"[People of English
descent] do not consider it wise to permit anything which savours of the mix-ing of European and non-Europeans socially: moreover, they consider it wrong to allow white children to mix on terms of equality with non-European children, because they consider, that if white children learn anything at all from the non-Europeans it will be undesirable habits, manners and customs." Percival Whiteley, Acting Divisional Commissioner for the Transval, September 1935.
of these people is so very different from the European, and they are so very far behind in development, and it is really hard that we in these days bring Western civilisation of several hundred years back direct into what we have now here to-day!" Lady Olave Baden-Powell, November 1930.
"White leaders feared the undesirable influence of non-European children. They not only assumed that Africans lacked morality, but especially that they lacked self-control and
purity." Tammy M. Proctor, Ph.D., Wittinberg University, in Scouting and Guiding in Interwar South Africa, 2000.
"We believe that homosexual conduct is inconsistent with
the requirements in the Scout Oath that a Scout be morally straight and in the Scout Law that a Scout be clean in word and deed, and that homosexuals do not provide a desirable role model for Scouts. Because of these beliefs, the Boy Scouts of America does not accept homosexuals as members or as leaders, whether in volunteer or professional capacities." Boy Scouts of America, Position Statement on Homosexuality, June 1991
"To suggest that the BSA had no policy against active
homosexuality is nonsense. It was an organization which from its inception had a God-acknowledged, moral foundation. It required its members, youth and adult, to take the Scout Oath that they would be "morally straight." It is unthinkable that in a society where there was universal governmental condemnation of the act of sodomy as a crime, that the BSA could or would tolerate active homosexuality if discovered in any of its members. . . .Men who do those criminal and immoral acts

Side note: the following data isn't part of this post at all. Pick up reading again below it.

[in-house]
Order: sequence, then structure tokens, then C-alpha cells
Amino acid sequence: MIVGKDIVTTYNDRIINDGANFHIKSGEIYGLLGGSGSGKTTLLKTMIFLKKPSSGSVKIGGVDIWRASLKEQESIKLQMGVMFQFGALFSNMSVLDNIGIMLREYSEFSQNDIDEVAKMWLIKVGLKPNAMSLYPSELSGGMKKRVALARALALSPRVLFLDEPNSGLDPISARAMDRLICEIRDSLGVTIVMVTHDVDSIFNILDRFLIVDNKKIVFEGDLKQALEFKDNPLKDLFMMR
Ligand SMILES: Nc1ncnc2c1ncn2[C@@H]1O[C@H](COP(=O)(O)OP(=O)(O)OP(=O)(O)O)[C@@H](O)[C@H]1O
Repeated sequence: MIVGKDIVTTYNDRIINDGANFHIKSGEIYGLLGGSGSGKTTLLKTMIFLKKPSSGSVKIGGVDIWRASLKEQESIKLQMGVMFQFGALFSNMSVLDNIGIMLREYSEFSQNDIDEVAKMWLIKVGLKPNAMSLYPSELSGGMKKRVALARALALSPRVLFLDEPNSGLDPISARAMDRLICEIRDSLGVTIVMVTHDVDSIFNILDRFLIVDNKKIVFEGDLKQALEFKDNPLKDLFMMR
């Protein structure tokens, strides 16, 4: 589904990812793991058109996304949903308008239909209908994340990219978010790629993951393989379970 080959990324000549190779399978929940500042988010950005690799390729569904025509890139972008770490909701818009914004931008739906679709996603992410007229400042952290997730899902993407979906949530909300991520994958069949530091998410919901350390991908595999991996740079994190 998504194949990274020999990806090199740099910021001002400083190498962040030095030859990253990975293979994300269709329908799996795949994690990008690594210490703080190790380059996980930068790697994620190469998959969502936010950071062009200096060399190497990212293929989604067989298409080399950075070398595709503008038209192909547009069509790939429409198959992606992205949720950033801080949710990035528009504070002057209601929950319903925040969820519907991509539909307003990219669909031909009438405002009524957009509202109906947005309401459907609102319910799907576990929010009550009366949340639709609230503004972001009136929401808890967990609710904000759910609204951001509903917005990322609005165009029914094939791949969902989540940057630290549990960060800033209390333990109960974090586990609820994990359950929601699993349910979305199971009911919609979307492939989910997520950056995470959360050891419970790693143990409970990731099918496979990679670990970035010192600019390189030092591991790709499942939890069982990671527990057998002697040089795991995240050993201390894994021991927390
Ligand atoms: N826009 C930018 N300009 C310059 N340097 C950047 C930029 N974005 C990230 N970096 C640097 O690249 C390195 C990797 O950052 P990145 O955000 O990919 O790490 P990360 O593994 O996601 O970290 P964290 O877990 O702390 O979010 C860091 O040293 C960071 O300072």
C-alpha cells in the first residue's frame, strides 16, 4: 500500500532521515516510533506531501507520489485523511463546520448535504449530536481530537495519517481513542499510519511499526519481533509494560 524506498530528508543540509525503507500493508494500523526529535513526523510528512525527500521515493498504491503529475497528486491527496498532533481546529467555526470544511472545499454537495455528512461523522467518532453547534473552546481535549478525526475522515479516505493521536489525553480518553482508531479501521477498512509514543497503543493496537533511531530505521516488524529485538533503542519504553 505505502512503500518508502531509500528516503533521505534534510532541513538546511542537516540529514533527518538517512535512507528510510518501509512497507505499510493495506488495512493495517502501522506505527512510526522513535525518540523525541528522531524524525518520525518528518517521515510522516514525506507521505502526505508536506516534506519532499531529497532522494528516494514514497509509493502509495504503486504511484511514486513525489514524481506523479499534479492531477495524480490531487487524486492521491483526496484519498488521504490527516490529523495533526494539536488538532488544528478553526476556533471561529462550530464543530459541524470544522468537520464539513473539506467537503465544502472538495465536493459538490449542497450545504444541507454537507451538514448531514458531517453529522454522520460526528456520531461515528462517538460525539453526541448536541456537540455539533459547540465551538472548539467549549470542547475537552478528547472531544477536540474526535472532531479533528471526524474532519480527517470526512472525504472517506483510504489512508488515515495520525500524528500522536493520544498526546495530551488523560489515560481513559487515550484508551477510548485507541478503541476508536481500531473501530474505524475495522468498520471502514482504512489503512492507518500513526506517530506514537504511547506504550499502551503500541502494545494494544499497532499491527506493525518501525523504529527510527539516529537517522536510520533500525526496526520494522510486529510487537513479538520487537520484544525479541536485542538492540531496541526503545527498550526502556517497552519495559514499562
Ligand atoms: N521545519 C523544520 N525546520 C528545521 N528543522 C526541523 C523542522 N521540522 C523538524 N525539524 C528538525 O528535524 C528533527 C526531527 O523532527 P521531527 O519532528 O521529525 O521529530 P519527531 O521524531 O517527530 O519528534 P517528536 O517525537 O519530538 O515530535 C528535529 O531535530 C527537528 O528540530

cannot be held out as role models." Superior Court Judge Patrick J. McGann, in Dale v. Boy Scouts of America, No. Mon-C-330-92
"[BSA's] witnesses all rely upon their own personal interpretation of the words "morally straight" and "clean" which they believe proscribe homosexuality. These views were epitomized by the testimony of William McClaughlin, the Director of Personnel Administration for the National Council of Boy Scouts of America. .
. .McCloughlin testified that the reference in the Scout Oath and Law to sexual orientation was in the words "morally straight" and "clean." He stated that . . . in his application of the BSA guidelines on a national level, all behavior related to homosexual orientation is "immoral or indecent." He testified that he did not think that a gay man is able to devote himself to others, simply because he is gay." Excerpt from final ruling from the Chicago
Commission on Human Relations, G. Keith Richardson v. Chicago Area Council of the Boy Scouts of America.
The above quotations demonstrate the startlingly similarities of
Scouting's views on native Africans in 1930's South Africa with BSA's views on homosexuals in 21st Century America. The interchangeability of race with sexual orientation in the above comments is a chilling commentary on BSA's discrimination policies.
While the Scouting movement's principles are noble and worthwhile, Scouting, as a human institution, has been guilty of corrupting those principles in the past on issues of race, political
ideology, sex, socio-economics, and religion. Most of those failings have been corrected by Scouting, but today, Scouting has once again corrupted its bedrock principles of equality and openness on the issue of sexual orientation.
Of the 3-G's, the issue of openly gay youth and adults being allowed to become and/or remain members in the Boy Scouts of America has been in the forefront of the country's attention. While each of the 3-G's have been litigated in courts across
the country (and some are still being litigated), only the gay issue reached the United States Supreme Court.
How did the gay issue wind up before the US Supreme Court? In 1999, the New Jersey Supreme Court ruled unanimously that the Boy Scouts of America was a public accommodation and therefore subject to New Jersey civil rights laws. This meant that the BSA Councils in